229. DA: it wil be easier to change pension plans in the future, but yes, it doesn’t directly affect the bottom line.

    Walker only busted the unions of state employees who didn’t contribute to his campaign. A couple of unions supported his campaign, and they weren’t broken up. It was a political hit job. Nothing more.

    Any attempt to spin it any other way is post hoc spin. And wrong.

    Compulsory unionism denies teachers the right to freedom of association.

    So by denying the right of teachers to unionize, you’re protecting their “freedom”. That’s such blatant Orwellian Doublespeak that it makes my head spin.

    That’s a tax write-down because they lost so much money! You think their tax bill should pretend it never happened?

    Oh, DA, once again, you fail to click through the links I provide and actually read them. If you had, you would have read the bit that said this:

    “BP didn’t have to write-off these costs. Last year, Goldman Sachs waived a tax deduction it could have claimed from having to pay $500 million in fines to the Securities and Exchange Commission for giving bad information to mortgage investors.”

    Which would have answered your question.

    You would also have read this part: “Tell BP to amend their tax return and pay their fair share.”

    Which would have informed you that it is a petition to BP to do the right thing, not to the govenment.

    But your response is informative on how knee-jerky your reaction is. Rather than read about it and get all the facts, you formed an opinion immediately and was set against something you didn’t even understand.

    Also, over here

    http://whatever.scalzi.com/2011/04/19/elaborately-self-justified-sock-puppets-are-still-sock-puppets/#comment-253488

    You say the following little nugget:

    if people start boycotting an author because of his views, it starts to look like a form of censorship.

    Then at #85 on the same thread you say:

    If it was a coordinated campaign, that might be censorship, but a personal decision isn’t.

    And back at 249 of this thread, you made clear you oppose Unions as infringing on individual teachers right to NOT unionize. Or something. You were clearly anti-union. Exactly why is sort of secondary.

    But if you put it all together, the picture it paints is that you oppose any sort of organized political activity, even if it isn’t state sponsored or state enforced.

    you would oppose, for example, blacks boycotting the segregated busses and restaurants in the south.

    The thought of which just boggles my mind.

    It also would suggest that you’ve got a significant anarchist streak driving your views alongside your libertarianism. You oppose individuals organizing to let the world know some author is racist/sexist/whatever. You oppose individual workers organizing to get fair working conditions.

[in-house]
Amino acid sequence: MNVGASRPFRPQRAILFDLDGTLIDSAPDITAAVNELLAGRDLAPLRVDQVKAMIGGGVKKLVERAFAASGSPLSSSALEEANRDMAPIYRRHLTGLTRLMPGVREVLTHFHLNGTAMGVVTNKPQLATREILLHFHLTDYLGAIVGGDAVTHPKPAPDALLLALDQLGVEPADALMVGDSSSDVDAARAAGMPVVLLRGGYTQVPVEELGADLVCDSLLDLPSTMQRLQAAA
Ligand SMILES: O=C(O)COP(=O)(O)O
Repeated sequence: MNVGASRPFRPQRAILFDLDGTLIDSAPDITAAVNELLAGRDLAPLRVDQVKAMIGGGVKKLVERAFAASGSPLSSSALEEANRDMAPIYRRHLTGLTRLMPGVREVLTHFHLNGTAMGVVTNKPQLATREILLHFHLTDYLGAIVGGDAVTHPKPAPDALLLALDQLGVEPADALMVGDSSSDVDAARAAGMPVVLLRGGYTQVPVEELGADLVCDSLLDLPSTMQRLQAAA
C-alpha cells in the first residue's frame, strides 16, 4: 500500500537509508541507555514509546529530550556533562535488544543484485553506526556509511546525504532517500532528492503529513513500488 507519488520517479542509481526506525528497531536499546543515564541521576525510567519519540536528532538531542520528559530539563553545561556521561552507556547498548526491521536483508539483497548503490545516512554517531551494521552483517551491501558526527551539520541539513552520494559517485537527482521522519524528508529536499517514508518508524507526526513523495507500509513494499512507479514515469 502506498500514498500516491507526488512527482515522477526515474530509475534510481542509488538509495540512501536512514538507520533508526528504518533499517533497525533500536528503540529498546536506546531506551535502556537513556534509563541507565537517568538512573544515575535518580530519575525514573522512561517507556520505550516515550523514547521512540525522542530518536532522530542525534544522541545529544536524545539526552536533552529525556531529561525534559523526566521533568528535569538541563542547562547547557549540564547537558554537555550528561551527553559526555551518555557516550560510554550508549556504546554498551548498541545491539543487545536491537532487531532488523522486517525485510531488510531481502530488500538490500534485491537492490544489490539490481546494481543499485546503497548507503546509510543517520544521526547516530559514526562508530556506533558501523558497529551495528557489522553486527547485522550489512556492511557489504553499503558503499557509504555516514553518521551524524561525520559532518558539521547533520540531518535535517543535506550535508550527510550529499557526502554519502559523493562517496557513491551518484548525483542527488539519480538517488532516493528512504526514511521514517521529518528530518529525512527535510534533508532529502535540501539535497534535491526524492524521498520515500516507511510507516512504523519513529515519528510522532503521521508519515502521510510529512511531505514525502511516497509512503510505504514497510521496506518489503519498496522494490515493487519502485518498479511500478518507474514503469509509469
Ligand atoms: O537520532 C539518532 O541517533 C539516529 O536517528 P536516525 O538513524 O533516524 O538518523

Yet you defend people’s right to organize into corporations to the point of defending British Petroleum’s unwaivering right to take their ten billion dollar tax deduction.

    You fear people giving an author bad reviews will have too much power and result in “censorship”, but you defend a trillion dollar corporation that likely killed the Gulf of Mexico through a systemic history of cutting safety corners.

    You oppose unions because you are afraid they might restrict some individual worker’s right to NOT join the union. And yet you defend the unasailability of corporate power to teh point that one cannot even start a petition to invite BP to pay what they deducted as taxes.

    Which would make you a “corporatist”. You don’t want government. You don’t want state. You don’t want individuals organizing even informally for any sort of political end even as simple as calling a sexist author a sexist for fear it might result in political censorship and prohibit someone from making profit. But what you consistently defend is the right of people to organize for profit. Even if that profit means killing an entire ecosystem. Even if it means polluting the atmosphere to the point where our planet is transformed into Arrakis.There is no problem, you assert, that cannot be solved by privitization, by corporatizing the problem into profit motive.

    This is a level of extremism that I don’t have the opportunity to run into very often. And I just have this to say about all that:

    Wow.

    I mean really, wwwoowww

  230. Greg, I’m not anti-union. I support the right to unionize. even support the right to strike (but on the other side of the coin, employers should be allowed to fire you if you do).
    What I don’t support is compulsory unionism.
    In other words, a new employee shouldn’t be told “join the union or you don’t get a job.” That new employee should be allowed to not join.
    And let’s not do the bit where you tell me about all the reasons why it’s good and proper because the employee benefits from the union’s work. I know that, and I concede that. But I still think people should have the right to not join.

  231. Amitava: what you described has many similarities with the aforementioned FairTax